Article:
Bibles Stamped with South Dakota Seal Asked to be Rescinded by FFRF

Bibles Stamped with South Dakota Seal Asked to be Rescinded by FFRF

Bibles Stamped with South Dakota Seal Asked to be Rescinded by FFRF

Bibles distributed at a meeting to legislators had the state’s seal printed on the cover.

Participants of a South Dakota Legislative Coffee meeting held on February 16 received copies of the Bible stamped with the state seal. The event, sponsored by League of Women Voters Pierre, was attended by three legislators, Senator Jeff Monroe and District 24 representatives Mary Duvall and Tim Rounds. The reaction on receiving the state seal-branded Bible varied among the three lawmakers. Rounds claimed he did not unbox the gift and Duvall expressed unease with the state seal embossed on a religious tome. The only legislator to welcome the state seal-embossed Bible was Monroe who said he loved the present.

Bibles Stamped with South Dakota Seal Asked to be Rescinded by FFRF[/tweetthis]

The gifted Bibles were printed by the Capitol Commission. As per Jarvis Wipf, the “state minister” of the South Dakota chapter of Capitol Commission, the ministry received official permission to use the state seal from Shantel Krebs, the former Secretary of State for South Dakota. The Capitol Commission identifies itself as a North Carolina-headquartered Christian ministry.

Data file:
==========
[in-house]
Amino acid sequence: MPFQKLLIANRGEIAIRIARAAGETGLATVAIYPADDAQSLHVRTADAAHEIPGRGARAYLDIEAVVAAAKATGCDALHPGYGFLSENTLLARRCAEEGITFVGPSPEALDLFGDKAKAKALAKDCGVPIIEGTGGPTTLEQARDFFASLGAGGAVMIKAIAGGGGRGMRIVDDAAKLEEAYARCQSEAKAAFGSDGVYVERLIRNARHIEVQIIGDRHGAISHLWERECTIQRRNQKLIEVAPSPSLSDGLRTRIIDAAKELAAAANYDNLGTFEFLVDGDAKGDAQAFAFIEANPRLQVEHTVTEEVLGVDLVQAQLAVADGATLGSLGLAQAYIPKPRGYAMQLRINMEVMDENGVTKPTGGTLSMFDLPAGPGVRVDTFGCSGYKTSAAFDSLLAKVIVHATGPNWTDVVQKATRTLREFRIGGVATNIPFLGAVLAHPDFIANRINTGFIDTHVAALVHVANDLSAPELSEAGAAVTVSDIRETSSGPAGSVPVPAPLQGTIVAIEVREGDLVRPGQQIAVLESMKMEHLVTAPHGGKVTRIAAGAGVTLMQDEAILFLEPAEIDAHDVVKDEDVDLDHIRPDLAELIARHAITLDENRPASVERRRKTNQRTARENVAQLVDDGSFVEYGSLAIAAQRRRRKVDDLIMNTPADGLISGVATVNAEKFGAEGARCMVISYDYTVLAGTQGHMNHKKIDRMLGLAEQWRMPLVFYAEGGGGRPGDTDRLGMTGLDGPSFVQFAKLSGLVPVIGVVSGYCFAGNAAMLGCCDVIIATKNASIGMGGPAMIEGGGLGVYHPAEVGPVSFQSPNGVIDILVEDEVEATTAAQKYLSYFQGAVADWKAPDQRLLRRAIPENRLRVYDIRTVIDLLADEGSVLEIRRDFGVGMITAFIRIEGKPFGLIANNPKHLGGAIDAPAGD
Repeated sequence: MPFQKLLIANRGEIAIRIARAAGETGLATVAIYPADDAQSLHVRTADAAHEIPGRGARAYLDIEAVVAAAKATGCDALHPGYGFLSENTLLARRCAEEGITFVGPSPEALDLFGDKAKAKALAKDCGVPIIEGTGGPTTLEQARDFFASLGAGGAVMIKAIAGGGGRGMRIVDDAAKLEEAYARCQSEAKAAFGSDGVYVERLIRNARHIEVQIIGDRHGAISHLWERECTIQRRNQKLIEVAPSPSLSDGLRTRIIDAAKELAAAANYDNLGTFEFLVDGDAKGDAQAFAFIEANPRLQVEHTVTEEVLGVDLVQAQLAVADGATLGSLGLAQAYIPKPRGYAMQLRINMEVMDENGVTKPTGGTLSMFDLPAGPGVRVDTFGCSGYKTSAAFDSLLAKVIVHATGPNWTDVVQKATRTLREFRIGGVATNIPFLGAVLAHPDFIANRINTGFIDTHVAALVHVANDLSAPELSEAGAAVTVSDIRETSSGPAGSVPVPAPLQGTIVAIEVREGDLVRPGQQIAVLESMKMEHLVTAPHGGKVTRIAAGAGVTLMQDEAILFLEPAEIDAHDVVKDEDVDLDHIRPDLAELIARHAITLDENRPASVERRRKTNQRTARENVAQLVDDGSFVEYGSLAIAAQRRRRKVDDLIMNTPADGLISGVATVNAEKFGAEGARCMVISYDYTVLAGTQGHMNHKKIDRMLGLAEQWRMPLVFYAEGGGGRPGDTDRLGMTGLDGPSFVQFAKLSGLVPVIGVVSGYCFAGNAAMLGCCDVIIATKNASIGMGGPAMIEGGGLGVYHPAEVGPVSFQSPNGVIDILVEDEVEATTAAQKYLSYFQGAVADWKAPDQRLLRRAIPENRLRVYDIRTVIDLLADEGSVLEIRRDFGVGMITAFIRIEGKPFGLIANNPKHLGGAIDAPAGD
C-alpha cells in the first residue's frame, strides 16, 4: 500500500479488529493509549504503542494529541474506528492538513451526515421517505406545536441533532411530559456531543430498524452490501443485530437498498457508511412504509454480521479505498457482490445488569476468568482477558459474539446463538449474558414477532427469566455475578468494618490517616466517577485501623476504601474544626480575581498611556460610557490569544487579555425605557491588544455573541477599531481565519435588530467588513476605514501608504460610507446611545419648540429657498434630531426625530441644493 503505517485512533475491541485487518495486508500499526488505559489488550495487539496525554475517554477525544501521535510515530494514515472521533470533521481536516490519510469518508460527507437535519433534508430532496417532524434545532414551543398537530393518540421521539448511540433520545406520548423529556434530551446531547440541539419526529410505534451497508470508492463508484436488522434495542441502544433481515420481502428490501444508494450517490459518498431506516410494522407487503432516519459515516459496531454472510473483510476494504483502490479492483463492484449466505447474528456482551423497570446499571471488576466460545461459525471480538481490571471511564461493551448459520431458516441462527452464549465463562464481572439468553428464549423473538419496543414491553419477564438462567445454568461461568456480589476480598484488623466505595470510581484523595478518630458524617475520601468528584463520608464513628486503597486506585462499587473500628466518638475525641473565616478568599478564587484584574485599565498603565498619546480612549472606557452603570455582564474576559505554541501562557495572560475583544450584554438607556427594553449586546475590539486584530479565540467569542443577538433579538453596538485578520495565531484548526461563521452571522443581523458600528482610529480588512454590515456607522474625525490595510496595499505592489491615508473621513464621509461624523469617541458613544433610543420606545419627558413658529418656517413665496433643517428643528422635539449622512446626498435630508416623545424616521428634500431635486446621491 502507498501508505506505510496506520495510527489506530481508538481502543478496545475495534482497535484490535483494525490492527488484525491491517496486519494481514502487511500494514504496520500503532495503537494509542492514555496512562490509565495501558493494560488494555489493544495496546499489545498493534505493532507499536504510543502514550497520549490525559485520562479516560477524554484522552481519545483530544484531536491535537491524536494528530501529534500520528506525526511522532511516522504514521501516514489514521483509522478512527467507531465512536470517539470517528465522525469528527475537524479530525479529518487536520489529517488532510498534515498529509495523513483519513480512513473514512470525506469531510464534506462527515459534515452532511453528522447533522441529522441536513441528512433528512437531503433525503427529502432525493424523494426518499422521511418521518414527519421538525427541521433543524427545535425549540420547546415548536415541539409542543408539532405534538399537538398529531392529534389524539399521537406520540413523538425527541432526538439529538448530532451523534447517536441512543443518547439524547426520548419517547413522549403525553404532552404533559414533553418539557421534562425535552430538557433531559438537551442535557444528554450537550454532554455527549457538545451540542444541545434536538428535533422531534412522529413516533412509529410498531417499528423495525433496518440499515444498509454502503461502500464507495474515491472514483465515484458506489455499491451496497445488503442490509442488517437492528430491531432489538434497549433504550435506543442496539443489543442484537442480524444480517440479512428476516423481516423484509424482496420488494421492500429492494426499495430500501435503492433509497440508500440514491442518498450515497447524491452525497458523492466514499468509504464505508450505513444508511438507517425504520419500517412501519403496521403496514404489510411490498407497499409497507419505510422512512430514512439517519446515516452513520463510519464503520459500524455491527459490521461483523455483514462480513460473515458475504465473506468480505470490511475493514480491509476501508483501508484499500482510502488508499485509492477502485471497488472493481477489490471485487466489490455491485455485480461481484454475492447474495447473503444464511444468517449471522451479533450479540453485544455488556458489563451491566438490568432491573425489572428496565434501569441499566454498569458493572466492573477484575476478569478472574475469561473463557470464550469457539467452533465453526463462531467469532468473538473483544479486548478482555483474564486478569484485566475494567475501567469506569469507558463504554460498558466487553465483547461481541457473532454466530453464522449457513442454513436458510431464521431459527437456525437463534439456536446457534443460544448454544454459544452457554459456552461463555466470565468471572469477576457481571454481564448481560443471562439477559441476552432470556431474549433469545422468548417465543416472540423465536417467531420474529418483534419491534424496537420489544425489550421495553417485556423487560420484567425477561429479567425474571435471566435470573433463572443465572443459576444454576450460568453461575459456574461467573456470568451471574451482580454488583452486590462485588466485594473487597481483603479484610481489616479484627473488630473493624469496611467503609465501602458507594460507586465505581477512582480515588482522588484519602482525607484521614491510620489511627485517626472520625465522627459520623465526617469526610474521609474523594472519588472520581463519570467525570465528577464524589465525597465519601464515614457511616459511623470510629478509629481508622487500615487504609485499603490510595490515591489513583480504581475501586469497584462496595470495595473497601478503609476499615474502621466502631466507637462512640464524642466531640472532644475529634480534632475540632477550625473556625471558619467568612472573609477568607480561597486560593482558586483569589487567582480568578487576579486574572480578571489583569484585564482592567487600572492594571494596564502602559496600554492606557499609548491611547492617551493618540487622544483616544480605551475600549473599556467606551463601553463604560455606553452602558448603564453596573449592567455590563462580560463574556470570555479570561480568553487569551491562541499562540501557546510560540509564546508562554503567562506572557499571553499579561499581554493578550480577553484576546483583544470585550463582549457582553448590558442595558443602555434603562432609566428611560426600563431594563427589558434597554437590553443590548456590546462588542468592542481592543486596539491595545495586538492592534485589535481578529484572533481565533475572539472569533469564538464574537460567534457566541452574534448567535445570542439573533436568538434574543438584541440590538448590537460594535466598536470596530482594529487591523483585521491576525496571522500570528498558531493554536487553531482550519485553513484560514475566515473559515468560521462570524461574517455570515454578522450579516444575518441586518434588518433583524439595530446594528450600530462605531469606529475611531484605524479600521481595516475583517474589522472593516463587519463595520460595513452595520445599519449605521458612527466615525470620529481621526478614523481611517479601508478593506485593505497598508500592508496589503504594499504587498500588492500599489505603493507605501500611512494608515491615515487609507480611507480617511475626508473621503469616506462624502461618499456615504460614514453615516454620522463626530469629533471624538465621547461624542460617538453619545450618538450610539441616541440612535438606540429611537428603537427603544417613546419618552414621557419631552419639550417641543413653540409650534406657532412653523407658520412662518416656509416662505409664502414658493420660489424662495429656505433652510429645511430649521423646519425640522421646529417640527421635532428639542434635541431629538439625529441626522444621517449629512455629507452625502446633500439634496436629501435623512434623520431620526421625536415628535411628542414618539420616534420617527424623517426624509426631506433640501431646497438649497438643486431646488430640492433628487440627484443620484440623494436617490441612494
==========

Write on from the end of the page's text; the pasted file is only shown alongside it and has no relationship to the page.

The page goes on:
The move has earned a severe backlash from those who espouse separation of church and state. The Freedom From Religion Foundation (FFRF) has urged South Dakota to rescind its permission given to the Capitol Commission to put the state seal on Bibles. The FFRF reminded Steve Barnett, the Secretary of State of South Dakota, that government offices cannot endorse religion. Colin McNamara, the Legal Fellow of the FFRF, wrote to Barnett, pointing out that permitting the printing of the state seal on Bible covers sends a definitive message of the South Dakota Government endorsing the Bible. The FFRF legal specialist said the only purpose of the seal is to convey state support and endorsement and use of a state’s seal must be regulated.

About one in five residents of South Dakota do not identify as a Christian. The FFRF wrote that it is the decision of the Secretary of State as to whether he will permit the prestige of the state to be taken over by a single religion. If it does so, he warned, with a quote from the U.S. Supreme Court, then 20 percent of the state population are “outsiders, not full members of the political community.”

Annie Laurie Gaylor, the co-president of the FFRF, noted that the Bible asks to kill non-believers, stubborn sons, and gays. The Christian book also rails against women who transgress its double standard teachings. The Government of South Dakota has no reason to endorse such messages.


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